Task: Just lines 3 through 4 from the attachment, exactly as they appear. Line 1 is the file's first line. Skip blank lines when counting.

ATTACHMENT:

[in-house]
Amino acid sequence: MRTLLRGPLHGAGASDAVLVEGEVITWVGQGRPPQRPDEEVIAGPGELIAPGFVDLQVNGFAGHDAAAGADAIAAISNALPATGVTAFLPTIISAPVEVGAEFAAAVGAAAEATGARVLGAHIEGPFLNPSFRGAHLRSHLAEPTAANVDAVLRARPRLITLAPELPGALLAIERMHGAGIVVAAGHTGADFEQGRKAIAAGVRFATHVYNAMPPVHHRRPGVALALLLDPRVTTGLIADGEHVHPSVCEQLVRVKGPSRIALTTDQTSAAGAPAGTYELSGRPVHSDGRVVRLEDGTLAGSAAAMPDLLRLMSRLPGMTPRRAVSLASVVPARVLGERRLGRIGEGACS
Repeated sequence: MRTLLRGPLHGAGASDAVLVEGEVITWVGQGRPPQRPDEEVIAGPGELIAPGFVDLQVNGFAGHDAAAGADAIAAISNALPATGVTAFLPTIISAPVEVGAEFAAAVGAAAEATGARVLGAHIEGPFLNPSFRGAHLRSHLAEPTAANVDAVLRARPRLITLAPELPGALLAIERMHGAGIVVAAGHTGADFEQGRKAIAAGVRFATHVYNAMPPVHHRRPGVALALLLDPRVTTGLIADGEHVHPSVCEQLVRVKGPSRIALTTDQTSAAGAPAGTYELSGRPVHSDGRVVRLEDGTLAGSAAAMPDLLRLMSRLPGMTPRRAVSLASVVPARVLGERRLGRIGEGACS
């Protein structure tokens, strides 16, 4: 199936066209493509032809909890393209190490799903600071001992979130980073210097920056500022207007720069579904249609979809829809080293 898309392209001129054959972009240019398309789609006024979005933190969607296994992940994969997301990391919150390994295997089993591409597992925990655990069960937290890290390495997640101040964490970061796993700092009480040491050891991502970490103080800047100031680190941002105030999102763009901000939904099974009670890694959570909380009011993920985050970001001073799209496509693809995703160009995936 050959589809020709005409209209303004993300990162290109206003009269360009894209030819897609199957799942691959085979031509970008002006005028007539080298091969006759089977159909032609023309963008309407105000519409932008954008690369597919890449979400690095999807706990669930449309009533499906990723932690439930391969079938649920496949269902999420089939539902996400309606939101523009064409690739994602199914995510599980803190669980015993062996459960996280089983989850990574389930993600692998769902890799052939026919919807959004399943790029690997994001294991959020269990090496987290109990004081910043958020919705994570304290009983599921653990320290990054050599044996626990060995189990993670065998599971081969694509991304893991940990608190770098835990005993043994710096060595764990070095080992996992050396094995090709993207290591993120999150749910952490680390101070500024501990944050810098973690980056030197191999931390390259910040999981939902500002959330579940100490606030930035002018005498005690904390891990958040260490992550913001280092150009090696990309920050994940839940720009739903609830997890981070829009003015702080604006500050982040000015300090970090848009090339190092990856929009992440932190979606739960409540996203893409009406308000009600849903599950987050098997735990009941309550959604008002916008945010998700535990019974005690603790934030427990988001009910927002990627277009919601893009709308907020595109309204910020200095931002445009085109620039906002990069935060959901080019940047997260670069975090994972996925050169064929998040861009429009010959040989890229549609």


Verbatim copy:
Repeated sequence: MRTLLRGPLHGAGASDAVLVEGEVITWVGQGRPPQRPDEEVIAGPGELIAPGFVDLQVNGFAGHDAAAGADAIAAISNALPATGVTAFLPTIISAPVEVGAEFAAAVGAAAEATGARVLGAHIEGPFLNPSFRGAHLRSHLAEPTAANVDAVLRARPRLITLAPELPGALLAIERMHGAGIVVAAGHTGADFEQGRKAIAAGVRFATHVYNAMPPVHHRRPGVALALLLDPRVTTGLIADGEHVHPSVCEQLVRVKGPSRIALTTDQTSAAGAPAGTYELSGRPVHSDGRVVRLEDGTLAGSAAAMPDLLRLMSRLPGMTPRRAVSLASVVPARVLGERRLGRIGEGACS
């Protein structure tokens, strides 16, 4: 199936066209493509032809909890393209190490799903600071001992979130980073210097920056500022207007720069579904249609979809829809080293 898309392209001129054959972009240019398309789609006024979005933190969607296994992940994969997301990391919150390994295997089993591409597992925990655990069960937290890290390495997640101040964490970061796993700092009480040491050891991502970490103080800047100031680190941002105030999102763009901000939904099974009670890694959570909380009011993920985050970001001073799209496509693809995703160009995936 050959589809020709005409209209303004993300990162290109206003009269360009894209030819897609199957799942691959085979031509970008002006005028007539080298091969006759089977159909032609023309963008309407105000519409932008954008690369597919890449979400690095999807706990669930449309009533499906990723932690439930391969079938649920496949269902999420089939539902996400309606939101523009064409690739994602199914995510599980803190669980015993062996459960996280089983989850990574389930993600692998769902890799052939026919919807959004399943790029690997994001294991959020269990090496987290109990004081910043958020919705994570304290009983599921653990320290990054050599044996626990060995189990993670065998599971081969694509991304893991940990608190770098835990005993043994710096060595764990070095080992996992050396094995090709993207290591993120999150749910952490680390101070500024501990944050810098973690980056030197191999931390390259910040999981939902500002959330579940100490606030930035002018005498005690904390891990958040260490992550913001280092150009090696990309920050994940839940720009739903609830997890981070829009003015702080604006500050982040000015300090970090848009090339190092990856929009992440932190979606739960409540996203893409009406308000009600849903599950987050098997735990009941309550959604008002916008945010998700535990019974005690603790934030427990988001009910927002990627277009919601893009709308907020595109309204910020200095931002445009085109620039906002990069935060959901080019940047997260670069975090994972996925050169064929998040861009429009010959040989890229549609």